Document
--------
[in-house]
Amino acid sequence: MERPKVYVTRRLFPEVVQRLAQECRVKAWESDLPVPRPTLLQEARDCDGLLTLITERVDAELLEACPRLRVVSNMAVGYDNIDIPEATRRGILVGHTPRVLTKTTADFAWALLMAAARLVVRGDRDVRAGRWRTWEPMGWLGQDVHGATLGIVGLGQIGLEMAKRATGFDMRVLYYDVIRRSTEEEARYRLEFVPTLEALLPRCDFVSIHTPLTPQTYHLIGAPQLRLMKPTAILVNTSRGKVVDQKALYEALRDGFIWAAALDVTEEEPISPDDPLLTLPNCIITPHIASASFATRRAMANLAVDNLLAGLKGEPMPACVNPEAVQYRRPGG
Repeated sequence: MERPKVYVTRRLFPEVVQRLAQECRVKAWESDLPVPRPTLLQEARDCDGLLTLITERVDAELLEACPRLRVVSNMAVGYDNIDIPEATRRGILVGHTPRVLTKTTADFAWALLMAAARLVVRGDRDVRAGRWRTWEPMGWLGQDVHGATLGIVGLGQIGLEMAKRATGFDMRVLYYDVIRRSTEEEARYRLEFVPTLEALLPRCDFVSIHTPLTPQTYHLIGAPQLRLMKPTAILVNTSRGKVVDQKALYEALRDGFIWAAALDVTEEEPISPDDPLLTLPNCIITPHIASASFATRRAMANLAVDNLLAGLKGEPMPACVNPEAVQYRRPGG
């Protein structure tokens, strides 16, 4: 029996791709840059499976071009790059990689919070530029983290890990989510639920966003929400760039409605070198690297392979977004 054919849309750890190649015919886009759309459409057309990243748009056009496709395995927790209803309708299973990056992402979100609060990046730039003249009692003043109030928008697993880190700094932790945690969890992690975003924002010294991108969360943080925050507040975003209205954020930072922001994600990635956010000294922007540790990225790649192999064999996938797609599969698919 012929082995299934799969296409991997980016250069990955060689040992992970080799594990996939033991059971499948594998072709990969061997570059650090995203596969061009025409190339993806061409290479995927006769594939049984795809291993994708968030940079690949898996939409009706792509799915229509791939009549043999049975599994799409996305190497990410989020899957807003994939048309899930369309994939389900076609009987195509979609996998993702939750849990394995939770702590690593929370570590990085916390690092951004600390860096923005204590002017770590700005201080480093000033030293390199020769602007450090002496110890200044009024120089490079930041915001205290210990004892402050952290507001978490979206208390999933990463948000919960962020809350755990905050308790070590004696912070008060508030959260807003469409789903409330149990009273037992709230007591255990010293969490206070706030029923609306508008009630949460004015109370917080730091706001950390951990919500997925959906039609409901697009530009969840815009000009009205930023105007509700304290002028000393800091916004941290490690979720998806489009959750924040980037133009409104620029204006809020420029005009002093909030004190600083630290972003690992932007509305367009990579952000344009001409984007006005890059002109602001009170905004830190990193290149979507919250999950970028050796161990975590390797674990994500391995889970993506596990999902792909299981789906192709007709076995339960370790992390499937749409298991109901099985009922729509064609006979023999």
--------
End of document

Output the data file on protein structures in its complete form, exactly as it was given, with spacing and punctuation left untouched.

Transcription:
[in-house]
Amino acid sequence: MERPKVYVTRRLFPEVVQRLAQECRVKAWESDLPVPRPTLLQEARDCDGLLTLITERVDAELLEACPRLRVVSNMAVGYDNIDIPEATRRGILVGHTPRVLTKTTADFAWALLMAAARLVVRGDRDVRAGRWRTWEPMGWLGQDVHGATLGIVGLGQIGLEMAKRATGFDMRVLYYDVIRRSTEEEARYRLEFVPTLEALLPRCDFVSIHTPLTPQTYHLIGAPQLRLMKPTAILVNTSRGKVVDQKALYEALRDGFIWAAALDVTEEEPISPDDPLLTLPNCIITPHIASASFATRRAMANLAVDNLLAGLKGEPMPACVNPEAVQYRRPGG
Repeated sequence: MERPKVYVTRRLFPEVVQRLAQECRVKAWESDLPVPRPTLLQEARDCDGLLTLITERVDAELLEACPRLRVVSNMAVGYDNIDIPEATRRGILVGHTPRVLTKTTADFAWALLMAAARLVVRGDRDVRAGRWRTWEPMGWLGQDVHGATLGIVGLGQIGLEMAKRATGFDMRVLYYDVIRRSTEEEARYRLEFVPTLEALLPRCDFVSIHTPLTPQTYHLIGAPQLRLMKPTAILVNTSRGKVVDQKALYEALRDGFIWAAALDVTEEEPISPDDPLLTLPNCIITPHIASASFATRRAMANLAVDNLLAGLKGEPMPACVNPEAVQYRRPGG
């Protein structure tokens, strides 16, 4: 029996791709840059499976071009790059990689919070530029983290890990989510639920966003929400760039409605070198690297392979977004 054919849309750890190649015919886009759309459409057309990243748009056009496709395995927790209803309708299973990056992402979100609060990046730039003249009692003043109030928008697993880190700094932790945690969890992690975003924002010294991108969360943080925050507040975003209205954020930072922001994600990635956010000294922007540790990225790649192999064999996938797609599969698919 012929082995299934799969296409991997980016250069990955060689040992992970080799594990996939033991059971499948594998072709990969061997570059650090995203596969061009025409190339993806061409290479995927006769594939049984795809291993994708968030940079690949898996939409009706792509799915229509791939009549043999049975599994799409996305190497990410989020899957807003994939048309899930369309994939389900076609009987195509979609996998993702939750849990394995939770702590690593929370570590990085916390690092951004600390860096923005204590002017770590700005201080480093000033030293390199020769602007450090002496110890200044009024120089490079930041915001205290210990004892402050952290507001978490979206208390999933990463948000919960962020809350755990905050308790070590004696912070008060508030959260807003469409789903409330149990009273037992709230007591255990010293969490206070706030029923609306508008009630949460004015109370917080730091706001950390951990919500997925959906039609409901697009530009969840815009000009009205930023105007509700304290002028000393800091916004941290490690979720998806489009959750924040980037133009409104620029204006809020420029005009002093909030004190600083630290972003690992932007509305367009990579952000344009001409984007006005890059002109602001009170905004830190990193290149979507919250999950970028050796161990975590390797674990994500391995889970993506596990999902792909299981789906192709007709076995339960370790992390499937749409298991109901099985009922729509064609006979023999």